"That meant the guys up front had to come to the back, to help break up the fight" said Gary. "The barmaids would run behind the bar to secure the cash register."
"Don Bussey's [formerly of the local band, The Cobras] wife Marcia once walked in before we were about to play [with the Trolls] and called me a two-timer and pulled out a pistol, and shot me with blanks," said Phil Head. "It was actually a bad joke, but I don't know who it scared the most, me or the college kids who sat near the stage."
Business was so good at Jerry's that in 1970, Jerry and Cecil decided they needed another patio. "They wanted to expand the right side of the building, to make the patio," said Gary. "But when they were excavating, and putting the floor in, they dug up a skull and bones."
They immediately called the police, who investigated, and sent the bones to Colorado State University.
"They found out that the bones were more than 75 years old, and there were both adult and and children's bones. The police couldn't figure out who it was. It was a guess that they were probably a result of the 1921 Pueblo flood, since back then, the river ran right behind Jerry's."
"It made the news, and we ended up calling it Jerry's Graveyard Patio."
Bones weren't the only thing found at Jerry's.
"I was the janitor too." said Gary. "I had to clean up afterward, and I would often find tons of money on the floor. One time I found a ring on the floor, an engagement ring. My family said we should put in in the safe, in case somebody came back for it. It stayed in that safe for ten years. When I got married, my dad offered me that ring. It was my wife's first wedding ring. Finally on my 20th anniversary, I bought her another ring."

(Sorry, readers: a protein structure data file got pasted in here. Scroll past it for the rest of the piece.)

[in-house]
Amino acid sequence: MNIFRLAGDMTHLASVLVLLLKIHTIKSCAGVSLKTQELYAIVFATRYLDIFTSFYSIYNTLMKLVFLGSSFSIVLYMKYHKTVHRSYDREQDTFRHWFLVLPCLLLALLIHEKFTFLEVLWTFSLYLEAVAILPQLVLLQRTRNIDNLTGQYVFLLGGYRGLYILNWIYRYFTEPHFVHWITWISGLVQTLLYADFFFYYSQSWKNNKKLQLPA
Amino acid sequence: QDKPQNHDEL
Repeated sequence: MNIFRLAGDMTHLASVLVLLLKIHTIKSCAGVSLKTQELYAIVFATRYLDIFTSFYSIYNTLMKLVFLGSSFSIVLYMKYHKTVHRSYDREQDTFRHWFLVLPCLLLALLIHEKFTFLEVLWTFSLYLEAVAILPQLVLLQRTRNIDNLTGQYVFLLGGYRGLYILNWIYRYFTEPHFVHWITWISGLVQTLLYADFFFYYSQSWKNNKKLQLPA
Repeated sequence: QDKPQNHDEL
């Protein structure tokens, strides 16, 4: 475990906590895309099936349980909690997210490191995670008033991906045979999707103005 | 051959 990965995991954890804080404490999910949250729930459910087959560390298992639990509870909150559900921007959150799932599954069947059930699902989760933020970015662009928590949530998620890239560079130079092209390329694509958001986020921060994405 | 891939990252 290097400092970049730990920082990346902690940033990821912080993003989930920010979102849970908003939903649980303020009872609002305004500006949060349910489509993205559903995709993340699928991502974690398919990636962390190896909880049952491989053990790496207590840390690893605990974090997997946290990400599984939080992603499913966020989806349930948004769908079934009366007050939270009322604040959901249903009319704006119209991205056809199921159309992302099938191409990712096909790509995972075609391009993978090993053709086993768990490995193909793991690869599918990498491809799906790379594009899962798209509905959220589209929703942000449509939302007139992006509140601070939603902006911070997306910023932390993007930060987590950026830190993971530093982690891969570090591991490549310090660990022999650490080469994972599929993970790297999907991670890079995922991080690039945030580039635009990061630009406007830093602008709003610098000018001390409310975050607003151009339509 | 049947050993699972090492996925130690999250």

Just another fun evening, at Jerry's
Angelo graduated from East High in 1965, while Gary graduated from Central, in 1970. By 1975, Gary had graduated college, with a degree in biology. Angelo had left the business earlier, to attend medical school (he is a how-retired podiatric surgeon). Neither had an interest in working at the family business.
"Being the oldest, I was supposed to take it over," said Angelo. "I became a doctor. My brother was the second oldest, and he got a job at Coors, and moved to Denver. And Gary went on to be a medical rep."
"None of us wanted to continue at the bar. Actually they encouraged us to go to college," said Gary.
"Times were changing. Then the GIs stopped coming, and so did the college students. It was getting hard to pay bands," said Gary. "We would charge the door $1, just so we could pay the band."
The club remained open until 1980, when Jerry took a job as a field
appraiser for the Pueblo County Assessor's office, and later retired
In 1980 Jerry and Cecil leased the building to Ottie Otterstein who two years later gave it back to the brothers. They held on to the building for ten more years. The building is now a long-time pawn shop.
Cecil passed away in 1995. Jerry passed away in 1998. Both brothers are buried in Roselawn Cemetery, in Pueblo.